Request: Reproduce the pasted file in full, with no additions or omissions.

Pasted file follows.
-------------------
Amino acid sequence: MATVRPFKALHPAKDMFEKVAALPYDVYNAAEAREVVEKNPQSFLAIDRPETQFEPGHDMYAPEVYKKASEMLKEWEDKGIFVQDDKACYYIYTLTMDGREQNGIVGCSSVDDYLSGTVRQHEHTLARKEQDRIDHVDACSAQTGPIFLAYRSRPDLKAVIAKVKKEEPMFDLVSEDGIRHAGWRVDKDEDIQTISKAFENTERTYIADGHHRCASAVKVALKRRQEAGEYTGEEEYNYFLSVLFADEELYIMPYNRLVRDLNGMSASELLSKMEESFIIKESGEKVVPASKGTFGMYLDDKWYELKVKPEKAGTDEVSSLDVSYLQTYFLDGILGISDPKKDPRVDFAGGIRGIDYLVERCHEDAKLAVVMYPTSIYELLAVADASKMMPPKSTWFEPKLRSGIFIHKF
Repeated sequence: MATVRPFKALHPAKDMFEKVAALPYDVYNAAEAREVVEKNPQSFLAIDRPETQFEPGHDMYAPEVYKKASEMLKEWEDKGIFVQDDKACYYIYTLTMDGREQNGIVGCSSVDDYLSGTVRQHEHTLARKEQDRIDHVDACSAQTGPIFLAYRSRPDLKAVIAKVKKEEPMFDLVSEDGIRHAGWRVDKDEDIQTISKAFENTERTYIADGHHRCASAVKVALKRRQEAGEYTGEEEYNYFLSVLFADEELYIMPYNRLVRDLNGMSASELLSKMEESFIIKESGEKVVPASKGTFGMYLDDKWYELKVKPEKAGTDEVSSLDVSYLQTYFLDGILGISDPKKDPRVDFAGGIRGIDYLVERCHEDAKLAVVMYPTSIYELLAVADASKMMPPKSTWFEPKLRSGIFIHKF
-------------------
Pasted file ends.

Amino acid sequence: MATVRPFKALHPAKDMFEKVAALPYDVYNAAEAREVVEKNPQSFLAIDRPETQFEPGHDMYAPEVYKKASEMLKEWEDKGIFVQDDKACYYIYTLTMDGREQNGIVGCSSVDDYLSGTVRQHEHTLARKEQDRIDHVDACSAQTGPIFLAYRSRPDLKAVIAKVKKEEPMFDLVSEDGIRHAGWRVDKDEDIQTISKAFENTERTYIADGHHRCASAVKVALKRRQEAGEYTGEEEYNYFLSVLFADEELYIMPYNRLVRDLNGMSASELLSKMEESFIIKESGEKVVPASKGTFGMYLDDKWYELKVKPEKAGTDEVSSLDVSYLQTYFLDGILGISDPKKDPRVDFAGGIRGIDYLVERCHEDAKLAVVMYPTSIYELLAVADASKMMPPKSTWFEPKLRSGIFIHKF
Repeated sequence: MATVRPFKALHPAKDMFEKVAALPYDVYNAAEAREVVEKNPQSFLAIDRPETQFEPGHDMYAPEVYKKASEMLKEWEDKGIFVQDDKACYYIYTLTMDGREQNGIVGCSSVDDYLSGTVRQHEHTLARKEQDRIDHVDACSAQTGPIFLAYRSRPDLKAVIAKVKKEEPMFDLVSEDGIRHAGWRVDKDEDIQTISKAFENTERTYIADGHHRCASAVKVALKRRQEAGEYTGEEEYNYFLSVLFADEELYIMPYNRLVRDLNGMSASELLSKMEESFIIKESGEKVVPASKGTFGMYLDDKWYELKVKPEKAGTDEVSSLDVSYLQTYFLDGILGISDPKKDPRVDFAGGIRGIDYLVERCHEDAKLAVVMYPTSIYELLAVADASKMMPPKSTWFEPKLRSGIFIHKF